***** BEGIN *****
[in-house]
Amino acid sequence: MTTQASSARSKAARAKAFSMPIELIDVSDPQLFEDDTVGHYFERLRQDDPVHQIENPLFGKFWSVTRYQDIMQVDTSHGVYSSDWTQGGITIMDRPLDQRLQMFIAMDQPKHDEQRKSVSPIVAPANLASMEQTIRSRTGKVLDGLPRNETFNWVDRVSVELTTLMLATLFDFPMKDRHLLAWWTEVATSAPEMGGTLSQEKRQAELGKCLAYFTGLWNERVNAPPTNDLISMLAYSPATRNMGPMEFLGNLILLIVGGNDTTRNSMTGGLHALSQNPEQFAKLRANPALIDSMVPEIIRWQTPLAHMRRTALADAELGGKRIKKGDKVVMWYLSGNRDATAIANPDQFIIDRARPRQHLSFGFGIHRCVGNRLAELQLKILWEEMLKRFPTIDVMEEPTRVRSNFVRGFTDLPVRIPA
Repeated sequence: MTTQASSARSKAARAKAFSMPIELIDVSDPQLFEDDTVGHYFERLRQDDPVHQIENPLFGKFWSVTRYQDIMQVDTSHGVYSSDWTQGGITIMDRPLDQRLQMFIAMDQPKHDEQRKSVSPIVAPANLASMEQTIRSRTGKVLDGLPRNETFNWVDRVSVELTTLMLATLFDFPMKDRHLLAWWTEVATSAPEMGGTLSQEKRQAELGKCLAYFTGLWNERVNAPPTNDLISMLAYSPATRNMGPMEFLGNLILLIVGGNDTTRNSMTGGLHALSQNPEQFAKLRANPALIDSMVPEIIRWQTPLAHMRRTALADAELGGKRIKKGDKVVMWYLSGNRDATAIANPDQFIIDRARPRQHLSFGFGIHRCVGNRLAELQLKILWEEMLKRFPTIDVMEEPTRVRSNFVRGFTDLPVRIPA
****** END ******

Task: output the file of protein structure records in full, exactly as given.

[in-house]
Amino acid sequence: MTTQASSARSKAARAKAFSMPIELIDVSDPQLFEDDTVGHYFERLRQDDPVHQIENPLFGKFWSVTRYQDIMQVDTSHGVYSSDWTQGGITIMDRPLDQRLQMFIAMDQPKHDEQRKSVSPIVAPANLASMEQTIRSRTGKVLDGLPRNETFNWVDRVSVELTTLMLATLFDFPMKDRHLLAWWTEVATSAPEMGGTLSQEKRQAELGKCLAYFTGLWNERVNAPPTNDLISMLAYSPATRNMGPMEFLGNLILLIVGGNDTTRNSMTGGLHALSQNPEQFAKLRANPALIDSMVPEIIRWQTPLAHMRRTALADAELGGKRIKKGDKVVMWYLSGNRDATAIANPDQFIIDRARPRQHLSFGFGIHRCVGNRLAELQLKILWEEMLKRFPTIDVMEEPTRVRSNFVRGFTDLPVRIPA
Repeated sequence: MTTQASSARSKAARAKAFSMPIELIDVSDPQLFEDDTVGHYFERLRQDDPVHQIENPLFGKFWSVTRYQDIMQVDTSHGVYSSDWTQGGITIMDRPLDQRLQMFIAMDQPKHDEQRKSVSPIVAPANLASMEQTIRSRTGKVLDGLPRNETFNWVDRVSVELTTLMLATLFDFPMKDRHLLAWWTEVATSAPEMGGTLSQEKRQAELGKCLAYFTGLWNERVNAPPTNDLISMLAYSPATRNMGPMEFLGNLILLIVGGNDTTRNSMTGGLHALSQNPEQFAKLRANPALIDSMVPEIIRWQTPLAHMRRTALADAELGGKRIKKGDKVVMWYLSGNRDATAIANPDQFIIDRARPRQHLSFGFGIHRCVGNRLAELQLKILWEEMLKRFPTIDVMEEPTRVRSNFVRGFTDLPVRIPA